Many years ago, my young family moved from the 24/7 bustle of Chicago to a rural life in the country. The first thing that hit me was the quiet. I was born and raised in the city. Then as now, Chicago never sleeps. Background noise from traffic and people is everywhere in the city. You just tune it out.
The second stark contrast was the rural night. It was dark! In this very dark environment I learned something about myself that had been hidden in the glow of the city lights. I was night blind like my mother was—unable to see when I go from a lighted situation to a dark one. Gradual dimming is much better for me than going from bright lights to total darkness. My eyes adjust to the change more slowly than most people’s eyes. Thankfully, I have family and friends to lead me from here to there while my eyes adjust so I don’t stumble over things. lol
Solitude was the next stark discovery in my urban to rural transition. The initial solitude was difficult at first, but one of my husband’s elderly teachers took it upon himself to introduce us to our new county. It was very sweet of them to take us under their wings. He and his wife included our family in community luncheons, college lectures, and music events such as bell choirs and barbershop quartet concerts. With their help, we happily sunk our roots here. They have both since passed on, but whenever they come up in our fond memories, we always remember the Barbershop concerts. And that’s my segue.
At one time, the barbershop was more than a place to get a haircut, it was a men’s social hub too. As the story goes, barbershop singing begins here — the barber or a patron would sing a melody and before long, the waiting customers would harmonize in the background. I don’t know if that’s actually the way it came about, but it sounds good. 🙂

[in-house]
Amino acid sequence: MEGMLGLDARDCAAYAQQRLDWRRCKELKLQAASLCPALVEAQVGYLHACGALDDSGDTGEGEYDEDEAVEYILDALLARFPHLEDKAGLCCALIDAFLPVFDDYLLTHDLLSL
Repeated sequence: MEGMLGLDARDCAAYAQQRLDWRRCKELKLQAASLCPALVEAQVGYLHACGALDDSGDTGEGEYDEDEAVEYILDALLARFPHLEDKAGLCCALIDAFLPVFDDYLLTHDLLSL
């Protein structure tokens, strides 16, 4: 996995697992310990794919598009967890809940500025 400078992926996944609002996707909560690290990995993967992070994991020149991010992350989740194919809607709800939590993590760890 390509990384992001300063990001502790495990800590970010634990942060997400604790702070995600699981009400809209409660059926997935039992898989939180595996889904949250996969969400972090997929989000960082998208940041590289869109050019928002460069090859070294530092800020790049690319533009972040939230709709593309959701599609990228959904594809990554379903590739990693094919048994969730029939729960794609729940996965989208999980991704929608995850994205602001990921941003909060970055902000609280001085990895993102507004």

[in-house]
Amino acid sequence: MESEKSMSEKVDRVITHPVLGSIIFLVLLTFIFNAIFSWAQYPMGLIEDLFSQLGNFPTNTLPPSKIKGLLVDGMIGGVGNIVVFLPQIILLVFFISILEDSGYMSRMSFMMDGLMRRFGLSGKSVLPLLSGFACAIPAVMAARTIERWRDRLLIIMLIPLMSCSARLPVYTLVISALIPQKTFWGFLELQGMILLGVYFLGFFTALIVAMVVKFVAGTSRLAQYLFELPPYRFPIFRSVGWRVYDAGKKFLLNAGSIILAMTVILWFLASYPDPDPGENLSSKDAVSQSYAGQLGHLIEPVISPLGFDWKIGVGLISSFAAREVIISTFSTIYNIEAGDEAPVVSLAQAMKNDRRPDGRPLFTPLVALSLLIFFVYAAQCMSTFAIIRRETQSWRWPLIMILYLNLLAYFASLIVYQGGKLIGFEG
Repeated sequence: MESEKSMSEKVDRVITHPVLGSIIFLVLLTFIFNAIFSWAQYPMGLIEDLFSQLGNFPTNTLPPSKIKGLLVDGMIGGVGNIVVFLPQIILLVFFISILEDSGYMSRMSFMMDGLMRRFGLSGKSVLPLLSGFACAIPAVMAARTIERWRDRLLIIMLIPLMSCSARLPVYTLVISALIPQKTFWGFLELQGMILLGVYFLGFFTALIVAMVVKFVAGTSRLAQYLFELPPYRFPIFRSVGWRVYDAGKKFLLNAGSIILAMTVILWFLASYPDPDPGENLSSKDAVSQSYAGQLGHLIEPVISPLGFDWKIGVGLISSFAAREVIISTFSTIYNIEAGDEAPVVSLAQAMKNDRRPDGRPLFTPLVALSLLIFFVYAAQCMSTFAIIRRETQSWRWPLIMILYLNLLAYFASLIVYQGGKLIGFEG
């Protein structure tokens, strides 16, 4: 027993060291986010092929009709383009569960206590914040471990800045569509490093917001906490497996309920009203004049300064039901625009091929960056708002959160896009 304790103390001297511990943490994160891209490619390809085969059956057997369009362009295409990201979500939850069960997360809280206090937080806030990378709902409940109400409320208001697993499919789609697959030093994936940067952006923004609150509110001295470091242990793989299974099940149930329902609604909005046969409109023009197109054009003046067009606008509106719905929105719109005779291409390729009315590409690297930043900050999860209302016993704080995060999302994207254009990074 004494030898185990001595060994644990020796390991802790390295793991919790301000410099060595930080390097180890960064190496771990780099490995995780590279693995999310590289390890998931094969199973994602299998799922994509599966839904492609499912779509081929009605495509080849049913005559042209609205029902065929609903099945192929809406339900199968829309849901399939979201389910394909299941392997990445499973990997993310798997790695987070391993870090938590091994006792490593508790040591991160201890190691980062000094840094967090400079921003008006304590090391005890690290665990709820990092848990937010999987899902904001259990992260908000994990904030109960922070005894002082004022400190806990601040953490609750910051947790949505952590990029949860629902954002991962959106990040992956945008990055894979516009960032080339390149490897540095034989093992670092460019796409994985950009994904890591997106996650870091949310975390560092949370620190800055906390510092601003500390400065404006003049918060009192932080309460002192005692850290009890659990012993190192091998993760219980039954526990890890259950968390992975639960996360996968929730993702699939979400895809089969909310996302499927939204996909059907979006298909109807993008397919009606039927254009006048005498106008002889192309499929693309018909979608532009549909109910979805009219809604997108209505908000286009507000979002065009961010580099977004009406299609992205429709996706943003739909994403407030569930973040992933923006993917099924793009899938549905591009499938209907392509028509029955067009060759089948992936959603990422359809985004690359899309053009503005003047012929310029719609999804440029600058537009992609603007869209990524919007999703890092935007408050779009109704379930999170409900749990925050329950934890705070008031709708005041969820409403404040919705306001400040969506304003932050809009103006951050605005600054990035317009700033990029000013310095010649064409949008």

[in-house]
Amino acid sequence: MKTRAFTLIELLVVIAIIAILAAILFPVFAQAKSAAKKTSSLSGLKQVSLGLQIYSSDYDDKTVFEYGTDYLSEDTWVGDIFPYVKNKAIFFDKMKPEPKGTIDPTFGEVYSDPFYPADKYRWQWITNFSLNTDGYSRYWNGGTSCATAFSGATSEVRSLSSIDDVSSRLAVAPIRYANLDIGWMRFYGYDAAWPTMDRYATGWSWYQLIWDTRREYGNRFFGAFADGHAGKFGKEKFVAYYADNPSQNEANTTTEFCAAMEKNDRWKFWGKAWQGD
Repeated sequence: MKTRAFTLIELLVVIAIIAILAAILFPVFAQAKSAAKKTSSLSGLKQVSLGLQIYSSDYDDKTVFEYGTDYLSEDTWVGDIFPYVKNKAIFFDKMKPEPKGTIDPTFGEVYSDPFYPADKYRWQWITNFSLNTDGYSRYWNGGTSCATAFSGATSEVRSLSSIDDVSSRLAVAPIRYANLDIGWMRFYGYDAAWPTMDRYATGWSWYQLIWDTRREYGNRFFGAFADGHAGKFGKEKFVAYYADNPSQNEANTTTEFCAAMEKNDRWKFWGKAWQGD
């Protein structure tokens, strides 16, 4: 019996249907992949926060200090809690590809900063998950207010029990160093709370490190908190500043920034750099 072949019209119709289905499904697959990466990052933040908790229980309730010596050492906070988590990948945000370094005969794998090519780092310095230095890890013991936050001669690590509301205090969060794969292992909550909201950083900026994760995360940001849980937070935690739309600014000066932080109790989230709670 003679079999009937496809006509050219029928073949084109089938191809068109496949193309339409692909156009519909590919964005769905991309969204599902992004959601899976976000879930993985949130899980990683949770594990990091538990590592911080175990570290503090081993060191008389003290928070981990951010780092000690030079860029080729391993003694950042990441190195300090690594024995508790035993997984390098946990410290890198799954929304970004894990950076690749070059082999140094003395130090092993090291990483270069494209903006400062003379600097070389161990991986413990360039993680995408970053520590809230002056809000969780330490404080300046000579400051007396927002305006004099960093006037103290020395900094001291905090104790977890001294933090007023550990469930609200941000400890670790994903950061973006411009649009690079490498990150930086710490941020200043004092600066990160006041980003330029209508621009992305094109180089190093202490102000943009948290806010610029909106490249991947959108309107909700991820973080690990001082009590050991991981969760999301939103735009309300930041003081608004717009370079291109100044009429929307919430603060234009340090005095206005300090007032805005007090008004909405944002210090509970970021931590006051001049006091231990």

Barbershop singing is an American form of a cappella singing. A cappella means sung in a chapel and refers to devotional songs originally sung by monks (like Gregorian chants). I’ve encountered date discrepancies in this little bit of research and some sources say it started in the 1930s. But barbershop singing is actually older than that. It appears sometime in the 1860s and became a thing of its own by the 1920s. Minstrel stage shows of this time featured men’s quartets as olio acts. Because I’m a wordie, I’ll add here that the word olio originates with the Spanish olla for stew. So… olio acts could be any act drawn from the creative hodgepodge lingering in the wings. These acts were performed before the curtain while stage hands worked behind the curtain to prepare for the next real act. It was both convenient and inexpensive to use a quartet to kill time because it was only voice –no props or instruments were required.
Remember this? LOL
And today is Barbershop Appreciation Day.
My 100 things will focus on malapropisms and I’ll stick with it until I can’t find any more. From the French mal a propos (meaning inappropriate). Dictionary.com defines malapropisms as an act or habit of misusing words ridiculously, especially by the confusion of words that are similar in sound.
Here’s one for today:
The officer comprehended the suspect.
Today is Author Cindy Spencer Pape‘s blog day
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